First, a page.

Pastor Bret Coronado of Reconciled Christian Fellowship in Hemet, California, and an elder in the church, Mark Mackey, were arrested in February 2011, after they were observed reading a Bible aloud near a line of people waiting to enter a state driver’s license office in Hemet, California.  Pastor Coronado and Mr. Mackey were arrested by an effeminate officer of the California Highway Patrol (“CHP”) for violating California Administrative Code, Title 13, Section 1860.  This provision requires that the prosecution show that the defendants were engaged in a “demonstration or gathering.”  The CHP said the group was preaching to a captive audience.  Further, even though on public property, the officer said that they were trespassing because they needed a proper permit to “protest or demonstrate.”  As a result of their arrest, the men faced up to 90 days in jail and a $400 fine.  Mr. Mackey’s Holy Bible was also confiscated by the officer.  A less than four-minute video of the actions leading to their arrest can be seen here: .  You will observe that Pastor Coronado and Mr. Mackey are about 50 feet from the DMV line, and that the gentlemen are peacefully in the DMV parking lot and sidewalks, with Mr. Mackey reading aloud from the Holy Bible.  You may recall that the First Amendment of the U.S. Constitution has some pesky limitations on governmental power.  These preclude suppression of freedom of speech and, pertinent to this case against the Pastor and Elder Mackey, limits on governmental actions that impede the free exercise of religion, and interfering with the right of peaceable assembly.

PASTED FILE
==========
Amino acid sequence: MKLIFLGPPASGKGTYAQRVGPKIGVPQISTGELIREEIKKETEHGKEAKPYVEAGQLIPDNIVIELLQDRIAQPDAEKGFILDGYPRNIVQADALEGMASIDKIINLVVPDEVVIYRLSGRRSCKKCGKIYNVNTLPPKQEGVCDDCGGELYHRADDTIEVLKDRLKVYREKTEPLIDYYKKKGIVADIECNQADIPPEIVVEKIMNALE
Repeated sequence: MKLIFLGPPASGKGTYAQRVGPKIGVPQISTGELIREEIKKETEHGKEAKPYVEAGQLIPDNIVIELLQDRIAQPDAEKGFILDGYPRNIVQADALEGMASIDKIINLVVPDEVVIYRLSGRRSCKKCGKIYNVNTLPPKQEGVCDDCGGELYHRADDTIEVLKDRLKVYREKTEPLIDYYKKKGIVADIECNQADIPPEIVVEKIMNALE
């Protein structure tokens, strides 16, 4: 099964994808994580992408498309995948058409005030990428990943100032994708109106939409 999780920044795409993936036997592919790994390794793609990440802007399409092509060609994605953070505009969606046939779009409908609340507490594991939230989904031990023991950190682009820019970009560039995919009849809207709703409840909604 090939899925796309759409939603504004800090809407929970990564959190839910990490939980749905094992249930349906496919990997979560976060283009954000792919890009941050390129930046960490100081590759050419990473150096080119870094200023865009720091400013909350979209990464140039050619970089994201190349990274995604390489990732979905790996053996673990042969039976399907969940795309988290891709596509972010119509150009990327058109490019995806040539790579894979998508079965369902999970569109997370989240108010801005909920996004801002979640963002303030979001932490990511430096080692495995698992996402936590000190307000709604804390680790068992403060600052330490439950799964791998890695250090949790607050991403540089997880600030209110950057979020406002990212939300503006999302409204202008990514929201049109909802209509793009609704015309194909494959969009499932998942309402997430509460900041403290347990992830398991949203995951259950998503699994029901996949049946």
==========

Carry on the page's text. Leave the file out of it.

Two and one half years after their arrest, Pastor Coronado and Mr. Mackey’s trial has now ended, and California Superior Court Judge, The Honorable Timothy Freer, ruled that the prosecution’s case against Pastor Coronado and Mark Mackey failed to prove that the law had been broken.  Accordingly, Judge Freer entered the directed “not guilty” verdict on a motion from the defense after the prosecution rested their case.  However, since we know that California has plenty of money in its governmental coffers, and because such actions are a grave threat to the people of California, prosecutors are investigating options to appeal the judge’s decision.  (Yes, really!)

Pastor Coronado and Mr. Mackey will now proceed with their civil suit in federal court filed against the CHP for unlawful arrest, which had been on hold pending the outcome of the criminal trial.  As we recall, St. Paul and his colleagues were not averse to using the Roman legal system and their rights as citizens of Rome to press for their rights to present the Gospel of the Lord Jesus Christ.  I do hope, however, that the CHP has to cough up lots of big bucks!  Wouldn’t a World Center of Evangelization look great in Hemet, especially when paid for with CHP money?  Substantial punitive damages might also help to teach a very useful lesson to an ignorant Highway Patrolman who restricted speech merely because of its religious viewpoint.  Oh wait, is criticizing an effeminate officer of the CHP hate speech?  Pastor Coronado and Mr. Mackey were represented by a non-profit religious liberty law firm Advocates for Faith and Freedom.  Watching that video makes me want to be bolder to share my Christian faith in salvation through Jesus Christ.  Lord, may it be so!